In terms of the action sequences, this is the best comic-book movie since Tim Burton’s Batman. In fact, the shots of Spidey bouncing in and out of the skyscraper canyons of Manhattan are so exhilarating, it’s a bit of a comedown when the movie stops to catch
its breath.


Eight of Them, as We Get Spider-Man Fever. Dude, It’s a Web Page, Right?
We humbly dedicate this weekend to The Will to Win: Spider-Man making the world safe for democracy, and for Kirsten Dunst. Lakers money man Robert Horry, oblivious to the Portland bench freaking out right behind him, sinking the series-winning three-point shot. Jason Kidd, dead on his feet, taking the formerly woebegone New Jersey Nets past the Indiana Pacers in a grueling double-overtime elimination game and into the second round. Paul McCartney, after witnessing the horrors of Sept. 11 and dealing with another death in the family, that of Beatle George, generously bringing his extraordinary body of work to the American people. Treasure these images, kids—heroes are in our midst, right now. Hey, there's no rule that says we always have to be cynical.

1. Paul McCartney at Staples Center: I can't look at him without thinking, "That's the cute Beatle?" But I'm definitely looking forward to seeing what many are calling Macca's loving homage to his former group (and I don't mean Wings) through the eyes of my two kids, 13 and 11, who have inherited their love of the Fab Four, now, sadly, reduced to a Fab One for this night. (R.T.)

2. Spider-Man the movie: The thinking person's blockbuster, thanks to star Tobey Maguire, helmer and Evil Dead/Darkman mastermind Sam Raimi (see Trakin’s review below). (S.G.)

3. Spider-Man the soundtrack: Plays like Now That’s What We Call Rock & Roll, as hipsters like Pete Yorn, The Strokes and The Hives mix it up with power hitters like Kip Nickelback and Sum 41—plus the obligatory theme from Aerosmith. (B.S.)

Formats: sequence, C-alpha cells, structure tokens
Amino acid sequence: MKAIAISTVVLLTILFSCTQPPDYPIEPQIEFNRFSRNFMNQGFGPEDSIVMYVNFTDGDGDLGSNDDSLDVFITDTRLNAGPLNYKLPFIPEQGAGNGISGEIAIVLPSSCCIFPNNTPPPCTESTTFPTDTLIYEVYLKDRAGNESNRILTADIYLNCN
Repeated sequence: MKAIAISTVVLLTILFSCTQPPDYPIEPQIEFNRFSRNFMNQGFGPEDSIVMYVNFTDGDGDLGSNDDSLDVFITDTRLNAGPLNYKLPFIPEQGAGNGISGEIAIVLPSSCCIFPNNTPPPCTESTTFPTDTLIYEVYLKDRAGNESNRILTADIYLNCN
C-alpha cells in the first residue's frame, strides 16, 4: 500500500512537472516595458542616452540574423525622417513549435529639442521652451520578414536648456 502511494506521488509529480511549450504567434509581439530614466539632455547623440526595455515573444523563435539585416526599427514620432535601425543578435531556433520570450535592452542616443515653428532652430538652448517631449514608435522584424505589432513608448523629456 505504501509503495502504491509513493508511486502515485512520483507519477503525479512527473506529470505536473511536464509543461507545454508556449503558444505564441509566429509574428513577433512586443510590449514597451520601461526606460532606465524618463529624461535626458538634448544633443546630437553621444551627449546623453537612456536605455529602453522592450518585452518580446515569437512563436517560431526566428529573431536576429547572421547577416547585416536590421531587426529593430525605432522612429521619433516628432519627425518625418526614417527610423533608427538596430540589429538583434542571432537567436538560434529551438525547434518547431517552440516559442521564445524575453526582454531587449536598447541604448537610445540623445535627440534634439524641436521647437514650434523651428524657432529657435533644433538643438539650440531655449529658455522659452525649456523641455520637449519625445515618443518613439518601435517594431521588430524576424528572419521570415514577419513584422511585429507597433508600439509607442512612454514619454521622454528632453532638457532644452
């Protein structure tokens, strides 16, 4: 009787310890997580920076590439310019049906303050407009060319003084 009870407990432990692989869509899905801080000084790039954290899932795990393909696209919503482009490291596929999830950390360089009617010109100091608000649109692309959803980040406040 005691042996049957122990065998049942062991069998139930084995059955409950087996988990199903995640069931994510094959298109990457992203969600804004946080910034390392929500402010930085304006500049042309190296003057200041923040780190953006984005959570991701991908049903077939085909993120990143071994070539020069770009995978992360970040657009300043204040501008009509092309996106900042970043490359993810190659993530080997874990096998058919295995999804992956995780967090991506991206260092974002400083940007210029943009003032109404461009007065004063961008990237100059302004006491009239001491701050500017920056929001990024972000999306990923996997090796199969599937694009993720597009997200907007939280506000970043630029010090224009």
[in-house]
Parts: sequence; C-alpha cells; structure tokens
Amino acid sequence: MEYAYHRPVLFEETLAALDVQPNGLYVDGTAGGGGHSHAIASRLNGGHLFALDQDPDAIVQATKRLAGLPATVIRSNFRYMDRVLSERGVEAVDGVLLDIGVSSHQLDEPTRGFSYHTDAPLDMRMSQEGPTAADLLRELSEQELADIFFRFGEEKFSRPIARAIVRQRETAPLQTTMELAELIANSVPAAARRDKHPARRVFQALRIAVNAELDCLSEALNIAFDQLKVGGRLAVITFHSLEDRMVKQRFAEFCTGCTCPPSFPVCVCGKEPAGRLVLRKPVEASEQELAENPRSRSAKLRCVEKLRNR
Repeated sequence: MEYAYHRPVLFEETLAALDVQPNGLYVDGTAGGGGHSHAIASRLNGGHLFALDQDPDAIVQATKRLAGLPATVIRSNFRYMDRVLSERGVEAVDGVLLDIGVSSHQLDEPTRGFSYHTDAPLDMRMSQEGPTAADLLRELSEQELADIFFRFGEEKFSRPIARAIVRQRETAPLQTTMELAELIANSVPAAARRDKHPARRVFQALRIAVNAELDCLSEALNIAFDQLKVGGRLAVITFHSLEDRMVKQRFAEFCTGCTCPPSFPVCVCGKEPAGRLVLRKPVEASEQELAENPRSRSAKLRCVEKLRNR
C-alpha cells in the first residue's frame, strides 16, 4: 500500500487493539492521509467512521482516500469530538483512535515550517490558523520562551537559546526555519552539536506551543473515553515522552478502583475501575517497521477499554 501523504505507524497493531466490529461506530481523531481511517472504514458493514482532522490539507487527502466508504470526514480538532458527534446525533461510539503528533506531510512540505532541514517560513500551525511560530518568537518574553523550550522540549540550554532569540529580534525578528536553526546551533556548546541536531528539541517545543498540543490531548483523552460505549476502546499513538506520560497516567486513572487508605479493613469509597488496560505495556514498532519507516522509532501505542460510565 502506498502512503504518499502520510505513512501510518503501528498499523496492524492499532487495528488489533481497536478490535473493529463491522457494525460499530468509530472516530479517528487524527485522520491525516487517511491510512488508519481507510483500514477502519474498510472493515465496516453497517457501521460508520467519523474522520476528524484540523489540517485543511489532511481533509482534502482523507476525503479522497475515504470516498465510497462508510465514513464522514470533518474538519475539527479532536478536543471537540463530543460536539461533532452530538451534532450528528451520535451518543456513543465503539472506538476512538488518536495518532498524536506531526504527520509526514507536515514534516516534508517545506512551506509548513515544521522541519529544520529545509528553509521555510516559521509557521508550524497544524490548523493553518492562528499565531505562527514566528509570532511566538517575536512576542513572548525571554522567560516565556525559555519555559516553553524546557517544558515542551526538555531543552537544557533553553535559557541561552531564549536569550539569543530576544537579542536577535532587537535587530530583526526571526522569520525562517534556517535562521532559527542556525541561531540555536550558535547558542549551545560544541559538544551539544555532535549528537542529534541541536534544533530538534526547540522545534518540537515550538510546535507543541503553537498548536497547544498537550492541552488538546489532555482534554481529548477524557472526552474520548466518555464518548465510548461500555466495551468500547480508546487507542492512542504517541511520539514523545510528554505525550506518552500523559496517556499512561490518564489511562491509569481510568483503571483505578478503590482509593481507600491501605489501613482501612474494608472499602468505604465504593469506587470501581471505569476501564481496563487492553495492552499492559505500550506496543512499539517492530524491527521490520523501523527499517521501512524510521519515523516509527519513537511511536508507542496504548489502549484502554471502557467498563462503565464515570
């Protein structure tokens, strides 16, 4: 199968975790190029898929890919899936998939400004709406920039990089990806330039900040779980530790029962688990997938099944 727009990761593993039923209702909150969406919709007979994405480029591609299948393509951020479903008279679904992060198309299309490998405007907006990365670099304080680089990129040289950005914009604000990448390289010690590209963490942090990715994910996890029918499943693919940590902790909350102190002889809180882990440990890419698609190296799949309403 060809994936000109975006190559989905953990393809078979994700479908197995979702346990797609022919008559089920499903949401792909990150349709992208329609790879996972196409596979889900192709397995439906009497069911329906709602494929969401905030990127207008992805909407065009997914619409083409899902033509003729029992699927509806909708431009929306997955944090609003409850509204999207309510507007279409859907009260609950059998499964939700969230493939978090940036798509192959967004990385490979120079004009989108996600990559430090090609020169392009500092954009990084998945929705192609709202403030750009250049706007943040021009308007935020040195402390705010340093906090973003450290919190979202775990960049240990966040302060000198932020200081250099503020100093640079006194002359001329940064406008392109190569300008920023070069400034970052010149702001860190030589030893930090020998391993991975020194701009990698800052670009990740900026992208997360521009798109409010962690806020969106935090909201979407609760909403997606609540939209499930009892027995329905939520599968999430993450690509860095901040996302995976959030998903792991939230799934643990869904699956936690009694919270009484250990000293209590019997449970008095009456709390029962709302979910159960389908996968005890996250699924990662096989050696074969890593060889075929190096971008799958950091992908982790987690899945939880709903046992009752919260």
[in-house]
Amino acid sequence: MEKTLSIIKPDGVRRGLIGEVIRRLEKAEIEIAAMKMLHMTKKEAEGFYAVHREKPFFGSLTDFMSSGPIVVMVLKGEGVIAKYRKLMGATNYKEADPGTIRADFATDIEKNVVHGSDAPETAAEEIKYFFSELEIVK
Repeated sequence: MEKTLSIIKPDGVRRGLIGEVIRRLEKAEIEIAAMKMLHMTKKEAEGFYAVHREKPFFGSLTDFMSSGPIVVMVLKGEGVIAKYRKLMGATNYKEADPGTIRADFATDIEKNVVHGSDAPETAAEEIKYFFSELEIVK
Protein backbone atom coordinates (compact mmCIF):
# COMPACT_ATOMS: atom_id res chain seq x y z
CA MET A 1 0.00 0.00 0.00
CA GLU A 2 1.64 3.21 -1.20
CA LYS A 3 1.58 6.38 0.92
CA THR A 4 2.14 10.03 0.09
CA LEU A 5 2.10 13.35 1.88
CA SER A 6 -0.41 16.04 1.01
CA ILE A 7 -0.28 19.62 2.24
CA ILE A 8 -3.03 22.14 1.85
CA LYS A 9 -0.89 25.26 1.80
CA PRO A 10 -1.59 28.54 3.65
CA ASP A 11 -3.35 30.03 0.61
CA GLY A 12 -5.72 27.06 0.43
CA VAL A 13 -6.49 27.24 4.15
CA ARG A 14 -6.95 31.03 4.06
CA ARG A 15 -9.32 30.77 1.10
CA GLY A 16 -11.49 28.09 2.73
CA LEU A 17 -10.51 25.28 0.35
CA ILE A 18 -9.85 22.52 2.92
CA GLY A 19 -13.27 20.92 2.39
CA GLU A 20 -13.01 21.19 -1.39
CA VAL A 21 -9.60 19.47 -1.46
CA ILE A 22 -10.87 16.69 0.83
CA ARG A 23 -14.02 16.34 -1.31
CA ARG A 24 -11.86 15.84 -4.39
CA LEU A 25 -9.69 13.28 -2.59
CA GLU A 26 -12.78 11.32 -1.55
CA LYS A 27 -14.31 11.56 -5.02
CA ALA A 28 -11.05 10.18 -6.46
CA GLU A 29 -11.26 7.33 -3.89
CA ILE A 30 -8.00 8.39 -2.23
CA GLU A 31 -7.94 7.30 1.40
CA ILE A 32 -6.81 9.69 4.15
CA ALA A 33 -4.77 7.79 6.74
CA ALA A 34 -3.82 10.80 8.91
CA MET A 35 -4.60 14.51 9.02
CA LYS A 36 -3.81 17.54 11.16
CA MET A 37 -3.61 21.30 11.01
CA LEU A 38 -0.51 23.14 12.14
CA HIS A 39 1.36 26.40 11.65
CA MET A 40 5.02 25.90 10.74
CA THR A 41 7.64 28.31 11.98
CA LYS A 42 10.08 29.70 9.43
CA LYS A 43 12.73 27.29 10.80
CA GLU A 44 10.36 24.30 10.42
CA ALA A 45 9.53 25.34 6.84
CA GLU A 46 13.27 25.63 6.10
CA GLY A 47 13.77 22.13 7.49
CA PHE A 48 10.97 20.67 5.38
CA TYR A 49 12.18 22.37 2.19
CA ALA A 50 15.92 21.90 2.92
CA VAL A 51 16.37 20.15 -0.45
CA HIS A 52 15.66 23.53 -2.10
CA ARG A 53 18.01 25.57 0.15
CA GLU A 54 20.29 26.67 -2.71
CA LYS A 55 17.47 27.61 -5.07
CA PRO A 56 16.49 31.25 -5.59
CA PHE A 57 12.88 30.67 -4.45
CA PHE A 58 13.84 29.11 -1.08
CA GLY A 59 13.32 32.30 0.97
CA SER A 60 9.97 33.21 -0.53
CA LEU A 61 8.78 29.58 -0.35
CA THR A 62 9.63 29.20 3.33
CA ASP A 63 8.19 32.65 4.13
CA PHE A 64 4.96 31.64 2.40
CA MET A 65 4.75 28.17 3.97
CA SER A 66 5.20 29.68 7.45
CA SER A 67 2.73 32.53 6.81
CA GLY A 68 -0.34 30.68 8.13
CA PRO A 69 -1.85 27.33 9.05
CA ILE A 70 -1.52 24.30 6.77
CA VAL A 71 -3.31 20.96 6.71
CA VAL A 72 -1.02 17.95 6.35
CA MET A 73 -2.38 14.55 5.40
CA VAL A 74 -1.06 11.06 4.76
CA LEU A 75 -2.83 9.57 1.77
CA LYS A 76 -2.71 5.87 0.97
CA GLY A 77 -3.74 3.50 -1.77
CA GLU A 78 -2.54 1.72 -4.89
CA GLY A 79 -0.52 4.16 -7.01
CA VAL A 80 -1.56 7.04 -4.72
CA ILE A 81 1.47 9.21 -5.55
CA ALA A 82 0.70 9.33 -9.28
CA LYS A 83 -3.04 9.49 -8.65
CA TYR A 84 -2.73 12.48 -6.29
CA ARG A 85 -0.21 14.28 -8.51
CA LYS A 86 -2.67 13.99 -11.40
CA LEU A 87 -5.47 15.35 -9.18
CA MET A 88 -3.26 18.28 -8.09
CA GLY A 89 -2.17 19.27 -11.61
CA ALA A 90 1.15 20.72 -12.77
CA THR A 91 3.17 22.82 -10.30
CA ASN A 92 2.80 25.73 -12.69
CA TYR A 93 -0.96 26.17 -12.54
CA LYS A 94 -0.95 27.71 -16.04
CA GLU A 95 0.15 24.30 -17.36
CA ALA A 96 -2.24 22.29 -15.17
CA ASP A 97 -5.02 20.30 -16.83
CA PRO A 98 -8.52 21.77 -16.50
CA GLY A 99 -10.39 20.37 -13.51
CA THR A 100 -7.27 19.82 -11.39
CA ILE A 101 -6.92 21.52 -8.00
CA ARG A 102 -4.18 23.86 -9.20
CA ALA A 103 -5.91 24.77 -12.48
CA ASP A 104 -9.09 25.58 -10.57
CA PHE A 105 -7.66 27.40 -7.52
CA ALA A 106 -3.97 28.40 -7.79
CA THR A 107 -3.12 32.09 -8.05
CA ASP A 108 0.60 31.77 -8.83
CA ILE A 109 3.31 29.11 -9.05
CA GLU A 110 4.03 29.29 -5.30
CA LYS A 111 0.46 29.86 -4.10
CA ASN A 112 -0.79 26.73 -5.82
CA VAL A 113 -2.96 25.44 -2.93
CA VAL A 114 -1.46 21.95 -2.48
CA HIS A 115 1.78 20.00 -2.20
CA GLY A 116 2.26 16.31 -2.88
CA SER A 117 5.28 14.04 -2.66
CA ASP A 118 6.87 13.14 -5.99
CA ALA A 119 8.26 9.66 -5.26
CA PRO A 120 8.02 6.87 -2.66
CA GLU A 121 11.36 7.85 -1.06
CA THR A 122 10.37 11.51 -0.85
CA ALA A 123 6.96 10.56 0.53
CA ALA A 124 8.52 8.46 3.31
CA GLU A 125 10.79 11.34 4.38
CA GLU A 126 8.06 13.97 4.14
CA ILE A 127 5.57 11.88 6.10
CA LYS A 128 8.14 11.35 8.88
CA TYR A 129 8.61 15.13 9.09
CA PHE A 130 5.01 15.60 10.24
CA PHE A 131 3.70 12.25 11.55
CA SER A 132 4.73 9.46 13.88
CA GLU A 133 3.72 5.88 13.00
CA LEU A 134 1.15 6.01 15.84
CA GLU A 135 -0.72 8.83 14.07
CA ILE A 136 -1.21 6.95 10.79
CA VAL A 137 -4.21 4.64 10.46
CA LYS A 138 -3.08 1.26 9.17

4. Sharon Osbourne: One of the hottest women in showbiz, according to People magazine. Check her out to yer heart’s content in print and on the tube. (D.S.)

5. The Vines, Highly Evolved (Capitol advance): Dude, this Beatles-meet-Nirvana gimmick works! How come nobody thought of it before 21-year-old Sydneyite Craig Nicholls and his chums? (B.S.)

6. Anne McCue, Amazing Ordinary Things (unsigned): Australian singer-songwriter just finished American tour opening for Lucinda Williams, sounds like a female Neil Finn, only folkier and jazzier. (D.S.)

7. The Bachelor (on your TiVo, admit it): Just when you thought reality TV had scraped the bottom of the barrel, along comes a whole new barrel. (S.G.)

8. Bill Clinton: Ready to feel your pain, and whatever else, as a TV host. Meanwhile, President W takes his Speak-n-Spell to the Middle East. (S.G.)

9. Sheryl Crow, C’mon, C’mon (A&M): Multitalent follows up 1998’s introspective The Globe Sessions with a celebration of ’70s rock in all its glory, and all its silliness. (B.S.)

10. Harry Potter DVD: No, honey, Daddy doesn't WANT to watch it again. (S.G.)

Spider-Man (Columbia Pictures): It’s obvious that Sam Raimi set out to make a timeless classic, and as far as the action sequences goes, this is the best comic-book movie at least since Tim Burton’s Batman. In fact, the shots of Spidey bouncing in and out of the skyscraper canyons of Manhattan are so exhilarating, it’s a bit of a comedown when the movie stops to catch its breath. The mostly serviceable plot involves our hero battling the evil incarnate Green Goblin, a sneering, over-the-top Willem Dafoe in a plastic mask that brings to mind the fixed grinning rictus of Jack Nicholson’s Joker. Tobey Maguire and Kirsten Dunst supply the flesh and blood, though, with some truly erotic moments, especially when Dunst peels off Maguire’s Spiderman mask as the superhero hangs upside-down to bite off his lip as she reveals a pair of perky nipples after getting soaked in the rain. The Oedipal subtext touches on the relationship between fathers and sons, with Maguire’s own awareness of his transformation into Spider-Man paralleling his headlong rush into puberty. The film takes off once Maguire dons the famed red and blue costume and starts swinging from the webs shot out through his hands, though the only supporting character who truly registers is J.K. Simmons as blustering Daily Bugle editor J. Jonah Jameson. Look for cameos by Bruce Campbell, veteran of several Raimi films, including Evil Dead, Darkman and Army of Darkness, as the wresting announcer as well as the comic’s creator Stan Lee in a bit part. Macy Gray makes a totally superfluous appearance as herself as does a stray Dr. Pepper can in a blatant product placement. For the most part, though, Raimi has turned out a summer blockbuster that doesn’t sacrifice art for commerce, but tries to find a common ground between the two. —Roy Trakin